Sexual Activity Involves Vulnerability

While nature has gone to great pains to protect those engage in the act of procreation, there are always risks. Animals may use sound, scent, visual cues, touch, and even taste to identify appropriate partners. Predators, however, often learn to mimic these cues to the demise of some of these amorous seekers. It is a matter of adaption and balance. Too much predation, no more frogs. Insufficient predation and some other life form may suffer.

This innate caution about the sex act is part of our human ancestry. Sex leaves you distracted, naked and vulnerable to attack either by your partner or an outsider.

In addition, humans are also vulnerable to social threat, e.g. rejection for not being good enough, sexy, beautiful, appealing, effective or desirable. This rejection is not minor. Humans, because they are social animals, are wired to crave approval and acceptance. Mother nature intends for us to live in  groups because it improves our survival and that of our offspring. Social rejection can feel life-threatening even when it is not. It is a rare and evolved human being who is unaffected by disapproval in that profoundly vulnerable moment of sexual union.

To protect ourselves from rejection, we develop protective patterns of behavior.

Here are some of the intimacy avoidance games people play:

“Your Decide.” This may begin with the choice of a restaurant or movie and continue right on into the bedroom. Putting the decision on the other avoids the responsibility for making the wrong choice, but this often yields unsatisfying results. Taking turns is one solution.

“How Open Are You?” You beat around the bush regarding what you really want in order to test the waters and see if there is receptivity or encouragement. If rebuffed, the plan is to retreat without ever asking for what you need. A common problem with this approach is miscommunication, misunderstanding, and of course, not getting your needs met. Frustration and resentment are the outcome.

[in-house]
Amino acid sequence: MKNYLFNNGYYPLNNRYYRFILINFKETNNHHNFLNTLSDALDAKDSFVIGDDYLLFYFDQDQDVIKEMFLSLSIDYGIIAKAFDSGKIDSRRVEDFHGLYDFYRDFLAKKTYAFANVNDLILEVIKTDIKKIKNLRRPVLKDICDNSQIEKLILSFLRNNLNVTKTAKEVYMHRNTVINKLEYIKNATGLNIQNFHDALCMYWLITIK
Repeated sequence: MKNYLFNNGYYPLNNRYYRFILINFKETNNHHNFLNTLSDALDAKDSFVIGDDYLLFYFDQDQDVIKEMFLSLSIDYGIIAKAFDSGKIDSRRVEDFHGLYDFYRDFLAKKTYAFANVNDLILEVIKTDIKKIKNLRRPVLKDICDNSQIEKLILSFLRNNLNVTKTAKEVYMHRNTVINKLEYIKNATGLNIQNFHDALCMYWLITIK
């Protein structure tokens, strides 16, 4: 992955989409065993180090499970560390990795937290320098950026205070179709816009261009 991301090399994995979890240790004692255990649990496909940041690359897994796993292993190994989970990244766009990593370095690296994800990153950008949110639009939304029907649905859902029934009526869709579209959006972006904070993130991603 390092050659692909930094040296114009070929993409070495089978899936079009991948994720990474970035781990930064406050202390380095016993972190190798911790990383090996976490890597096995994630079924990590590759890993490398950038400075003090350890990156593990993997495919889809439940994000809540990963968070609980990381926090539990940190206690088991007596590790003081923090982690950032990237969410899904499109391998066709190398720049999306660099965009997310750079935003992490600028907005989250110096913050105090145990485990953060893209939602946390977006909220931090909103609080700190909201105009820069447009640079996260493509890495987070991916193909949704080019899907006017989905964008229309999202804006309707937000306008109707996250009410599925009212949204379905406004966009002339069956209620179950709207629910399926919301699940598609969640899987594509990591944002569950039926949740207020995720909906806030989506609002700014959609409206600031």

“If you loved me” . . . you would know what I want. This is a variation of you decide, with a moral twist. 

Expressing what you actually want can leave you open to disapproval, ridicule, even disgust. It is also the only way to self empowerment.

Beware of games of pretend intimacy that are really traps to make the other person the problem, i.e. hinting, whispering sub voche, sending psychic messages, coded communications and allusions, underlined self-help books, body wiggles, grunts, etc. Clear communication always works best.  

Real intimacy requires self ownership and self acceptance that can survive any response from your partner. Real intimacy requires inner work and healing as well as a large dollop of patience, understanding and compassion. If you would like to have short introductory conversation to find out how I heal intimacy issues, go to

WANT TO USE THIS ARTICLE IN YOUR EZINE OR WEB SITE? You can, as long as you include this complete blurb with it: Dr. Michelle Peticolas is a national speaker, Life Transformation Coach and expert on loss, emotional wounding and unresolved grief. She has a Ph.D. in Sociology and Psychology and over 25 years of coaching people through major life challenges. If you’re ready to change your relationship patterns and looking for guidance, watch some of my other videos on my YouTube Channel.